Neuroscientists in the Department of Biology in the College of Arts and Sciences (A&S) are using a major grant to study the origins of brain disorders, including epilepsy and stroke. Sandra Hewett, the Beverly Petterson Bishop Professor of Neuroscience and…
Who killed Sly Vox?
Who killed rock ‘n’ roll star Sly Vox? Was it his ex-bandmate and ex-fiancée, Ivory Keyz? Fired security chief Hound Dawg? South American singer A. Capella, who accused Vox of stealing music and lyrics? Or was it one of the other numerous suspects whom Vox had angered over the years?
That is the question that teams of high school forensics students were charged to answer during the 11th annual CSI Challenge, put on by Forensics World at Stony Brook University on June 6. The winning team, from Riverhead High School, was composed of students in Kelly Evers’ SU Forensic Science class, offered through Project Advance, as were five other teams in the competition’s top 20.
“This is the fourth time we’ve participated in the challenge,” Evers said. “But it’s our first time winning.”
“We are very proud of the Project Advance sections of the SU Forensic Science classes that participate in the CSI challenge,” said John Fiset, Project Advance associate director. “The challenge requires a great deal of extra out-of-class work in order to prepare for the competition. Students are willing to make the commitment because they really do enjoy the course and the competition.”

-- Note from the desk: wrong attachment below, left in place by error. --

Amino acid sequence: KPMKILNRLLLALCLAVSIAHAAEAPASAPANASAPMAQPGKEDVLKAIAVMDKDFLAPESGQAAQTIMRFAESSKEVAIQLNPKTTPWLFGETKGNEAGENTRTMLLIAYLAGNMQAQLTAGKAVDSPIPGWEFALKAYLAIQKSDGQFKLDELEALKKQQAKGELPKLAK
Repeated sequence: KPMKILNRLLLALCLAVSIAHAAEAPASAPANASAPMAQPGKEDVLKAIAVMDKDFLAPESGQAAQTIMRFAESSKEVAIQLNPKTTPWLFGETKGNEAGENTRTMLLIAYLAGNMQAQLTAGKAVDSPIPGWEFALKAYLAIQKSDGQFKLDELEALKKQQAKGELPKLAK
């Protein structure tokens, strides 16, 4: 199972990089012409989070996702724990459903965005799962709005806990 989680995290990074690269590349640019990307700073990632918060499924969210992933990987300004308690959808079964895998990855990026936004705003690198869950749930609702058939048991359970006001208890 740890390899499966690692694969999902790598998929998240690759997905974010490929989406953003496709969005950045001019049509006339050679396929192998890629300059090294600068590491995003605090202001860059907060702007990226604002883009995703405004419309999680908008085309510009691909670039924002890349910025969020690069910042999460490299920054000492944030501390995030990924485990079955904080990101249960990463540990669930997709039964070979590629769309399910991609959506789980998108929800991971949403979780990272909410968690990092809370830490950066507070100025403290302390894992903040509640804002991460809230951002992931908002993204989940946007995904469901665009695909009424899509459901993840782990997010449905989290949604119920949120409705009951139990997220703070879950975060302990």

In the scenario given to teams ahead of the competition, Vox, lead singer of fictional rock group Vanish, was found dead in his dressing room after a concert to celebrate the band being declared one of the top bands of the decade 2000-2010. Many people had motives to kill him, but it was up to the student teams to figure out the actual culprit by examining the clues.
An identical crime scene was set up for each team. Students first documented the scene, then moved on to testing the evidence. They had to be proficient in lifting and processing fingerprints; analyzing hairs and fibers; casting impressions of shoes, tire tracks and tools; and blood typing, among many other skills. Some of those skills were covered in the SU’s forensics course, while some were learned from online tutorials provided by Forensics World.
Each team also got to interview and interrogate a “suspect.” Actors in costume portrayed the suspects, and answered questions while trying to mislead and distract their questioners.
“The teams are graded on everything,” Evers said, from the plan for investigating the crime to their handling of evidence to their interviewing skills. They were also rated on their professionalism, including how they dressed and how they acted.
It is possible to come up with the wrong solution for the crime, Evers said, adding that she wasn’t sure how many teams solved it correctly. Her team did, but the answer was not obvious from the start. “My kids were disappointed that their interview subject was Hound Dawg, since he was one of the less obvious suspects, but he did it,” she said. “There were a lot of red herrings.”
Evers observed that some teams broke down under the stress of the competition. “It never happened to my team,” she said. She gave much credit to a very organized team leader.
The competition took an entire day. Was it worth it? Evers thinks it was. “Before we found out who won, we [she and her team members] were talking about it, and many of the kids thought it was the best thing they did in high school,” she said. It gave the students hands-on experience at using the tools they had learned about in the forensics class.
“To me, the most valuable aspect was the teamwork,” she said.
Forensics World aims to expand the CSI Challenge each year so that more students have the chance to learn and demonstrate forensic skills.